Guillermo Mazzolini Rizzo, hepatologist and CONICET independent researcher at the Gene Therapy Laboratory of the School of Biomedical Sciences of the Austral University in Buenos Aires, has been studying for ten years the role of the osteonectin protein, or SPARC, in the hepatic fibrosis, a process that progressively replaces the hepatic tissue with fibrous tissue, caused by different pathologies, and thus it could lead to cirrhosis.
According to Mazzolini, among the liver diseases that might lead to liver fibrosis, we can find chronic hepatitis B and C virus, the excessive alcohol consumption, autoimmune diseases, and non-alcoholic esteatohepatitis, an inflammatory process of the liver associated not related to alcohol intake.
All these pathogenic agents could produce damage in hepatocytes – parenchymatous cells – and an inflammatory chronic process. This process is characterized by the activation of other cells’ population: the hepatic stellate cells. They are transformed into myofibroblasts, the major contributors to the production of the scar or fibrous tissue.
“This process takes lots of years, even decades, but if it is not interrupted, the origin of the damage could lead to progressive degrees of fibrosis that at the same time could result in liver cirrhosis. This has several related complications such as the hypertension of the portal venous system, blood clotting disorders that predispose to bleedings and the presence of hepatocellular carcinoma”, the researcher explains.
Together with his team and in collaboration with other Argentine scientists, Mazzolini studied the role of SPARC in the process that leads to hepatic fibrosis either in animal and human models with cirrhosis. For this reason, they analysed cases of the Austral University hospital and worked with the team of the researcher Ramón Bataller of the University of North Carolina in the United States. The results were published in PLOS One magazine.
“We managed to identify a potential future therapy, something very relevant if we take into account the fact that currently there is no variety of tools that allow reversing the cirrhosis”, Mazzolini comments.
There were two studies conducted with mice. In the first case, advanced fibrosis was induced through different mechanisms – among them, the supply of a toxic that produces hepatic inflammation and destruction of the hepatocytes and, after eight weeks, advanced fibrosis. In the second case, the researchers performed a bile duct ligation – blocking the excretory pathway of the bile produced in the liver -, what causes secondary bile cirrhosis.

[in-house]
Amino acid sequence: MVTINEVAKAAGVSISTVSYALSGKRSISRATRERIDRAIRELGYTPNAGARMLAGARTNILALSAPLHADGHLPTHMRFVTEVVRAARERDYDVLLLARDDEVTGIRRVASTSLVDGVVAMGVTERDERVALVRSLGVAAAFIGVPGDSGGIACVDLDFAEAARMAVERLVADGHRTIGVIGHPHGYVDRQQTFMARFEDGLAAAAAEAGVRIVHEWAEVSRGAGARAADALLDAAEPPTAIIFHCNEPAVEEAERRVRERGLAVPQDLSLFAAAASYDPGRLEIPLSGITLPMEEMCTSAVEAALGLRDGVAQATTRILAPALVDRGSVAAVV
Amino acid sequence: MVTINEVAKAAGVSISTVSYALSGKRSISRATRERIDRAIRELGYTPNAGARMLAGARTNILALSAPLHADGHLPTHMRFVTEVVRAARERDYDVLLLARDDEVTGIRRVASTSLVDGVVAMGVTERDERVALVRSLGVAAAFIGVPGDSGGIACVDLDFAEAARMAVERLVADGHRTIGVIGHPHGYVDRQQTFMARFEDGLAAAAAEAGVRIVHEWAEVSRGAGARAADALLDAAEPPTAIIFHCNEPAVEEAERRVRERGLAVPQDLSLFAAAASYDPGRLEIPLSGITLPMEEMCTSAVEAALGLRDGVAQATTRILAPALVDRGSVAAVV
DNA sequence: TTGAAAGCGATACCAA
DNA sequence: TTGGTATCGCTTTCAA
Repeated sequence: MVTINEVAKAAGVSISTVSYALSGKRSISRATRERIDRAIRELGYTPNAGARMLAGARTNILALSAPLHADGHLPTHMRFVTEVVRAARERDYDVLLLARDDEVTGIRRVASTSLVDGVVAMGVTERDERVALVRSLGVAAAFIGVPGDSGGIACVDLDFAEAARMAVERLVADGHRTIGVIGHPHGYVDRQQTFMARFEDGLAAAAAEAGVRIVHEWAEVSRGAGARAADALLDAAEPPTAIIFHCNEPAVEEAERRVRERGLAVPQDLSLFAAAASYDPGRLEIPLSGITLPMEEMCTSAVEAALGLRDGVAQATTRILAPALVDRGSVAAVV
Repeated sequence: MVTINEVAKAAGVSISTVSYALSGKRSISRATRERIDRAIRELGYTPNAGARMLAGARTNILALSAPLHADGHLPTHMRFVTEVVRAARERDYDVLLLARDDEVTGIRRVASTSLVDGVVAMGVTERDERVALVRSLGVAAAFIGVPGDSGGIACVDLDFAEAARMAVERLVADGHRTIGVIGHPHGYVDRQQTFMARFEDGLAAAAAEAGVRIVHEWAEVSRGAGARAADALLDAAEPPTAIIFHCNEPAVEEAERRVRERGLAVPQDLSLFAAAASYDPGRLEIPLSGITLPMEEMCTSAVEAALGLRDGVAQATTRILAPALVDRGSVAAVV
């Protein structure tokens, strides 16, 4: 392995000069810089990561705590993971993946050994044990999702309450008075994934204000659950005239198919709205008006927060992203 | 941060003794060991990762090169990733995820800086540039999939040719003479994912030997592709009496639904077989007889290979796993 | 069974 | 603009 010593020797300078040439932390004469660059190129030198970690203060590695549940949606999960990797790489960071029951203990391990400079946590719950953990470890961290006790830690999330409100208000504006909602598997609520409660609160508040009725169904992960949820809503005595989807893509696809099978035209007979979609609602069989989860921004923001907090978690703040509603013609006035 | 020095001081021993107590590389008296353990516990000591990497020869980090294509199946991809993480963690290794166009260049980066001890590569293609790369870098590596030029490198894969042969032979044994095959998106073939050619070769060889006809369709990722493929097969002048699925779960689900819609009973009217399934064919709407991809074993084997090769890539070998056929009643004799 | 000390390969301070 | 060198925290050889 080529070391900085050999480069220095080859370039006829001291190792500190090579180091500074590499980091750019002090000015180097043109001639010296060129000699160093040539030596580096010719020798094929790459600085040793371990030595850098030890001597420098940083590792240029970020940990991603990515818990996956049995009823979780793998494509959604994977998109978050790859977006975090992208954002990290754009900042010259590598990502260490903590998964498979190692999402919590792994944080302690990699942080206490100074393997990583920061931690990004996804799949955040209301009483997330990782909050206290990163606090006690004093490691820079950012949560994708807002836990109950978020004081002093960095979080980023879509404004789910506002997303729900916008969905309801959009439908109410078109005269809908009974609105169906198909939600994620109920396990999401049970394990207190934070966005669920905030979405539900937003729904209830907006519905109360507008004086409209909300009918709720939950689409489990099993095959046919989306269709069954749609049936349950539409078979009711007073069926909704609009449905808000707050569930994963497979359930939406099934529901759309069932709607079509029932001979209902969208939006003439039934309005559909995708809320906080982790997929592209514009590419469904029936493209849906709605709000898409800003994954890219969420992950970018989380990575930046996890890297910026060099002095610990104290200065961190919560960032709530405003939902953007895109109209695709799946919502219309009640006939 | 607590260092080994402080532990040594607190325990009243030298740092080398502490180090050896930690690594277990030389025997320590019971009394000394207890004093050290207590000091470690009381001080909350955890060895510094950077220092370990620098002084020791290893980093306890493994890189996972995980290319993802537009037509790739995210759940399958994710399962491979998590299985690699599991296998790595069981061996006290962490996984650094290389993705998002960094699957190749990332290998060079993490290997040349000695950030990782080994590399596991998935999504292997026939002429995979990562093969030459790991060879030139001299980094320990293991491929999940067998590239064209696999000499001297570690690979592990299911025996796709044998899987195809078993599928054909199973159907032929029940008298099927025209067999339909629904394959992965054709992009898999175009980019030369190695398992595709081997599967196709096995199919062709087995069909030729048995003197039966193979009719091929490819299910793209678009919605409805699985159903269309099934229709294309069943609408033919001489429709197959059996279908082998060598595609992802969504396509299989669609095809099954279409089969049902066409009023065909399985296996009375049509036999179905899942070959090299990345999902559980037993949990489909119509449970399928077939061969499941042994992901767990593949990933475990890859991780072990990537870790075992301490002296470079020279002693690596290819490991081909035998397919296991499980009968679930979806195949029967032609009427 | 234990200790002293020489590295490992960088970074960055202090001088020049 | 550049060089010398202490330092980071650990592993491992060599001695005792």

“In all the experimental models, we observed a strong increase of the SPARC expression. This allowed us to move to a later stage where we seek to manipulate the protein’s expression to check the importance of its role during the liver fibrogenesis process”, Mazzonili remarks.
Two strategies were implemented. A more direct one, which consisted on the use of knock-out mice for SPARC – that is to say that they do not express the protein – to experimentally induce fibrosis with the administration of the same toxic or the bile duct ligation.
The other strategy was developed in experimental models of fibrogenesis, which means that they studied the progeny of mice, where they observed that the animals with lack of SPARC protein significantly decrease the fibrogenic process, though it is not inhibited completely.
“This indicates that possibly, in the cases of not advanced fibrosis stages, the SPARC expression could be impacted and the course of the disease might be detained or delayed”, Mazzolini concludes.
According to the researcher, one of the possible clinical applications would be based on the generation of a viral vector that could be attracted to the liver and express a DNA sequence to inhibit a SPARC in a sustained way.
“It is essential that the expression or the action of this vector last for an extended period of time because in the case of a chronic disease, such as the advanced hepatic fibrosis, a transitory or short term blockage would not have any substantial impact”, he adds.
Throughout the investigation, Osvaldo Podhajcer, CONICET senior researcher at the Biochemistry Research Institute of Buenos Aires (IIBBA, CONICET- Instituto Leloir) collaborated with Mazzolini’s research team.
“We have been working with SPARC for several years and with these studies we generated a range of tools to regulate the expression of the protein. They are genetic engineering constructions that allow overexpressing or blocking SPARC, that is to say, it prevents it from expressing itself. On the basis of that, we analyse its role in different experimental models”, Podhajcer explains.
The IIBBA team developed the genetic engineering tools needed for Maizzolini’s study. First, they provided the animals with the gene that encodes for ‘blocked’ SPARC and then they contributed to the subsequent analysis of the genomic data of the experimental phase.
Thanks to this collaboration, Mazzolini could observe how SPARC inhibition leads to fibrogenesis inhibition in vivo animal models.